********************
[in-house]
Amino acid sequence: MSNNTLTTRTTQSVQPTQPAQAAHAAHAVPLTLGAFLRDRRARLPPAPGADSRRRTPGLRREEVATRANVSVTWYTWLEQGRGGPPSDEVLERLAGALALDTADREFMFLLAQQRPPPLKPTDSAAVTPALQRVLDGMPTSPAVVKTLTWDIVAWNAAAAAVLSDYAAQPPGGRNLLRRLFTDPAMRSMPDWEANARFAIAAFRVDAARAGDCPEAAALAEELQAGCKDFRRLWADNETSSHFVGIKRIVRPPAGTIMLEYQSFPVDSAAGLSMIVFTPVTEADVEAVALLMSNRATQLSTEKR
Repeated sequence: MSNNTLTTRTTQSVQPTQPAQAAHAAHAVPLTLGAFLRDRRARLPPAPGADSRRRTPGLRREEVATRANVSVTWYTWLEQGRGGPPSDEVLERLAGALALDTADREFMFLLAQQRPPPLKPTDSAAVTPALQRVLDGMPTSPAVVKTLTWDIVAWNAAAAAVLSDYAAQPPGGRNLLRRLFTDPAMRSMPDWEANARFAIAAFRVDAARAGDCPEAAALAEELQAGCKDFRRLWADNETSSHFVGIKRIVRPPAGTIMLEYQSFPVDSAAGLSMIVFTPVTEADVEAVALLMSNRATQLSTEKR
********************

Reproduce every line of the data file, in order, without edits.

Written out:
[in-house]
Amino acid sequence: MSNNTLTTRTTQSVQPTQPAQAAHAAHAVPLTLGAFLRDRRARLPPAPGADSRRRTPGLRREEVATRANVSVTWYTWLEQGRGGPPSDEVLERLAGALALDTADREFMFLLAQQRPPPLKPTDSAAVTPALQRVLDGMPTSPAVVKTLTWDIVAWNAAAAAVLSDYAAQPPGGRNLLRRLFTDPAMRSMPDWEANARFAIAAFRVDAARAGDCPEAAALAEELQAGCKDFRRLWADNETSSHFVGIKRIVRPPAGTIMLEYQSFPVDSAAGLSMIVFTPVTEADVEAVALLMSNRATQLSTEKR
Repeated sequence: MSNNTLTTRTTQSVQPTQPAQAAHAAHAVPLTLGAFLRDRRARLPPAPGADSRRRTPGLRREEVATRANVSVTWYTWLEQGRGGPPSDEVLERLAGALALDTADREFMFLLAQQRPPPLKPTDSAAVTPALQRVLDGMPTSPAVVKTLTWDIVAWNAAAAAVLSDYAAQPPGGRNLLRRLFTDPAMRSMPDWEANARFAIAAFRVDAARAGDCPEAAALAEELQAGCKDFRRLWADNETSSHFVGIKRIVRPPAGTIMLEYQSFPVDSAAGLSMIVFTPVTEADVEAVALLMSNRATQLSTEKR